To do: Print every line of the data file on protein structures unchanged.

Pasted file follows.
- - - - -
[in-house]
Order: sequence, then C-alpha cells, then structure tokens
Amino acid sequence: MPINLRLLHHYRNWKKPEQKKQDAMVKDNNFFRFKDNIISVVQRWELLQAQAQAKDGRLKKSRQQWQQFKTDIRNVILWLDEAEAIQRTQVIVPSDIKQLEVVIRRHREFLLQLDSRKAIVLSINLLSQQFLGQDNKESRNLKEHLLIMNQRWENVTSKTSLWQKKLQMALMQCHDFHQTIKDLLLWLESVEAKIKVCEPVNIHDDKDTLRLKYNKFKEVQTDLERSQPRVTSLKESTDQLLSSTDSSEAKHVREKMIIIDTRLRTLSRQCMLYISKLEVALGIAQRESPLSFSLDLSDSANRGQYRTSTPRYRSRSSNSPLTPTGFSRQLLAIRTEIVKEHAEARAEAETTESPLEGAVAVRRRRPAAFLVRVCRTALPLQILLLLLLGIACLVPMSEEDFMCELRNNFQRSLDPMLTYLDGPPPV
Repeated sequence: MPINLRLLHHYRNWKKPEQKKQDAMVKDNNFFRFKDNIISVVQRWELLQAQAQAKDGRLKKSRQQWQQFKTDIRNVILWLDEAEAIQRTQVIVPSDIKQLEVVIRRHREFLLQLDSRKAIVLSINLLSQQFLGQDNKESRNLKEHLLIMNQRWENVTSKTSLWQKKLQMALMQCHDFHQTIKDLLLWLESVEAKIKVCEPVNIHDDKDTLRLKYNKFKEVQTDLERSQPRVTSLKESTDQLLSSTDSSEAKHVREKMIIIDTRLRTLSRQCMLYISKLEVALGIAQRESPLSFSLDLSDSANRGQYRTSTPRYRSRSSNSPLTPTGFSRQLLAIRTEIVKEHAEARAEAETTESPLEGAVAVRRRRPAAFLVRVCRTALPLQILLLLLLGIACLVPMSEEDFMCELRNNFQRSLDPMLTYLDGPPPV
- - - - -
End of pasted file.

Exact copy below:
[in-house]
Order: sequence, then C-alpha cells, then structure tokens
Amino acid sequence: MPINLRLLHHYRNWKKPEQKKQDAMVKDNNFFRFKDNIISVVQRWELLQAQAQAKDGRLKKSRQQWQQFKTDIRNVILWLDEAEAIQRTQVIVPSDIKQLEVVIRRHREFLLQLDSRKAIVLSINLLSQQFLGQDNKESRNLKEHLLIMNQRWENVTSKTSLWQKKLQMALMQCHDFHQTIKDLLLWLESVEAKIKVCEPVNIHDDKDTLRLKYNKFKEVQTDLERSQPRVTSLKESTDQLLSSTDSSEAKHVREKMIIIDTRLRTLSRQCMLYISKLEVALGIAQRESPLSFSLDLSDSANRGQYRTSTPRYRSRSSNSPLTPTGFSRQLLAIRTEIVKEHAEARAEAETTESPLEGAVAVRRRRPAAFLVRVCRTALPLQILLLLLLGIACLVPMSEEDFMCELRNNFQRSLDPMLTYLDGPPPV
Repeated sequence: MPINLRLLHHYRNWKKPEQKKQDAMVKDNNFFRFKDNIISVVQRWELLQAQAQAKDGRLKKSRQQWQQFKTDIRNVILWLDEAEAIQRTQVIVPSDIKQLEVVIRRHREFLLQLDSRKAIVLSINLLSQQFLGQDNKESRNLKEHLLIMNQRWENVTSKTSLWQKKLQMALMQCHDFHQTIKDLLLWLESVEAKIKVCEPVNIHDDKDTLRLKYNKFKEVQTDLERSQPRVTSLKESTDQLLSSTDSSEAKHVREKMIIIDTRLRTLSRQCMLYISKLEVALGIAQRESPLSFSLDLSDSANRGQYRTSTPRYRSRSSNSPLTPTGFSRQLLAIRTEIVKEHAEARAEAETTESPLEGAVAVRRRRPAAFLVRVCRTALPLQILLLLLLGIACLVPMSEEDFMCELRNNFQRSLDPMLTYLDGPPPV